AKIYAMA Nobumasa

CHUN Yungwoo

Tytti ERASTO

Gareth EVANS

FUJIWARA Kiichi

HIROSE Kentaro

G. John IKENBERRY

Anton KHLOPKOV

KURIZAKI Shuhei

Jeffrey LEWIS

MOON Chung-in

MUKAI Wakana

Deborah G. ROSENBLUM

Scott D. SAGAN

SHEN Dingli

SHIBAI Kiyohisa

Ramesh THAKUR

TOSAKI Hirofumi

YUZAKI Hidehiko

ZHAO Tong

 

Further proposals for action

 

In addition to the urgent appeal above, the participants of the 2019 Hiroshima Round Table propose the following initiatives, for the purpose of reducing dependence on nuclear deterrence, and of advancing nuclear disarmament both at the global level and also at the regional level in East Asia.

 

 

 

1) Breaking away from reliance on nuclear weapons

 

The group underscores the importance of strict adherence to the principles of international humanitarian law that any use of force in military conflict must be minimum necessary, discriminate to avoid civilian casualties and proportionate. If these principles are strictly applied, there will be very limited utilities left for nuclear weapons.

 

The political and military leaders of the countries possessing nuclear weapons need to be constantly reminded of such requirements of international humanitarian law. Nuclear weapons have horrible humanitarian consequences, and therefore should be reduced and ultimately eliminated. The Treaty on the Prohibition of Nuclear Weapons (TPNW) articulates the aspirations of the great majority of the international community for a world free of the existence and the threat of use of nuclear weapons.

 

Credible conventional alternatives can serve the roles previously assigned to nuclear weapons. With the emergence of new technologies in such areas as cyber, artificial intelligence (AI), lethal autonomous weapons systems, and hypersonic missiles, however, countries will have to ensure that strategic stability is not undermined.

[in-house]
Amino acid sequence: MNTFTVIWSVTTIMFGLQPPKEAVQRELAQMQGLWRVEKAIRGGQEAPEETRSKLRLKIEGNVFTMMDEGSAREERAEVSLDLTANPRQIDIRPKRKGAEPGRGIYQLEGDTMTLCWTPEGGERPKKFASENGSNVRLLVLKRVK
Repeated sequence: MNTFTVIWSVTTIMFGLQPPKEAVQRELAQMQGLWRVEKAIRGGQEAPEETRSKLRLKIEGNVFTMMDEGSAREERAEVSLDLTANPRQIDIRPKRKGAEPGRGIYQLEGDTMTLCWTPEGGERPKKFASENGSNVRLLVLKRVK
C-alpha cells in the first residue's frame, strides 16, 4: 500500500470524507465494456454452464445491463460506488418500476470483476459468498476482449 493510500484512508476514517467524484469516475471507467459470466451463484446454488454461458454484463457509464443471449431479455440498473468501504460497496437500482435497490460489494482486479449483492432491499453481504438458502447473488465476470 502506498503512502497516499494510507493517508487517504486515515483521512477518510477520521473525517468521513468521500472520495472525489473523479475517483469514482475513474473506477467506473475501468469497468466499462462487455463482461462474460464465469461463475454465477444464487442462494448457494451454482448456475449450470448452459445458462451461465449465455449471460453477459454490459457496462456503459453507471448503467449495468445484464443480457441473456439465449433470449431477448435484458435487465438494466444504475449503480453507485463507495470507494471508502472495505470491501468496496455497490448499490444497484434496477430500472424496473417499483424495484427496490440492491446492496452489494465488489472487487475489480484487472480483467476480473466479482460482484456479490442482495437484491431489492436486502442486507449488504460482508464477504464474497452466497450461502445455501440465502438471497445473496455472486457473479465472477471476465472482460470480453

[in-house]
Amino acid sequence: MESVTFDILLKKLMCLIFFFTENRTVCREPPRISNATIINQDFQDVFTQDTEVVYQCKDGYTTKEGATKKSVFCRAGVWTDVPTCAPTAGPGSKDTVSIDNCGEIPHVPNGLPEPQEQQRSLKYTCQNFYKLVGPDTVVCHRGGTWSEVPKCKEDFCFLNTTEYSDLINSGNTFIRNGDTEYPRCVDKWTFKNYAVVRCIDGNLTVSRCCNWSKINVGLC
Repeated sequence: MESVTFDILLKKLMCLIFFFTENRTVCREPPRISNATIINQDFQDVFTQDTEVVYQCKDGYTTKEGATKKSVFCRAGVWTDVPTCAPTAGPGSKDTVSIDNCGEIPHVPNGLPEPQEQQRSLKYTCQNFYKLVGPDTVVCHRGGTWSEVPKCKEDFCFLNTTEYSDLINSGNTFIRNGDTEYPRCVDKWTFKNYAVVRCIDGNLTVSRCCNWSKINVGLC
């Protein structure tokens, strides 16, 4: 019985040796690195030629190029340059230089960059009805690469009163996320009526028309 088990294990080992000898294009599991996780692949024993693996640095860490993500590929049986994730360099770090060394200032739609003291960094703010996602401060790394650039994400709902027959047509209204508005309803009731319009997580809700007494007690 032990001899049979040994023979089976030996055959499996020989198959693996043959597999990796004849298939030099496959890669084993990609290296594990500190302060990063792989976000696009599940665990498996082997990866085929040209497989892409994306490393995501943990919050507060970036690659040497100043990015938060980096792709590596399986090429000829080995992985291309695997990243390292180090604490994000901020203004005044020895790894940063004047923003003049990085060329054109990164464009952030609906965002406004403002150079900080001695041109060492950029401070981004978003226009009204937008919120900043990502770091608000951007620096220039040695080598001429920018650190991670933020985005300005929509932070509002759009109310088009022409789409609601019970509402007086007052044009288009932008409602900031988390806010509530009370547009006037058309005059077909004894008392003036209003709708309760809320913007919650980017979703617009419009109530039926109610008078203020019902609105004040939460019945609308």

2) Reducing risks of nuclear weapons use

 

The existing architecture of nuclear arms control and disarmament is unravelling despite the rising risk of nuclear weapon use. One reason for the existing architecture to be re-framed may be that it reflects the bipolar nature of the Cold War nuclear reality There is a continuing need for both bilateral arms control negotiations and multilateralization of arms control. Meanwhile, the nuclear-armed states are modernizing and upgrading their nuclear weapons, delivery systems and infrastructure. Pending total abolition, there is an urgent need to undertake measures to reduce nuclear risks.

 

To this end participants propose a practical, action-oriented agenda that includes:

 

• major reductions in nuclear warhead stockpiles to decrease global stockpiles;

• doctrinal changes to reduce the salience of nuclear weapons, for example the adoption of policies of no first use of nuclear weapons and the negotiation of a global no first use convention;

• de-alerting of around 2,000 nuclear weapons that are held in high alert status, ready to launch on warning;

• reductions in the numbers of operationally deployed nuclear weapons;

• dampening the rhetoric of nuclear weapons possession and use that has contributed to the normalization of the nuclear discourse in recent years.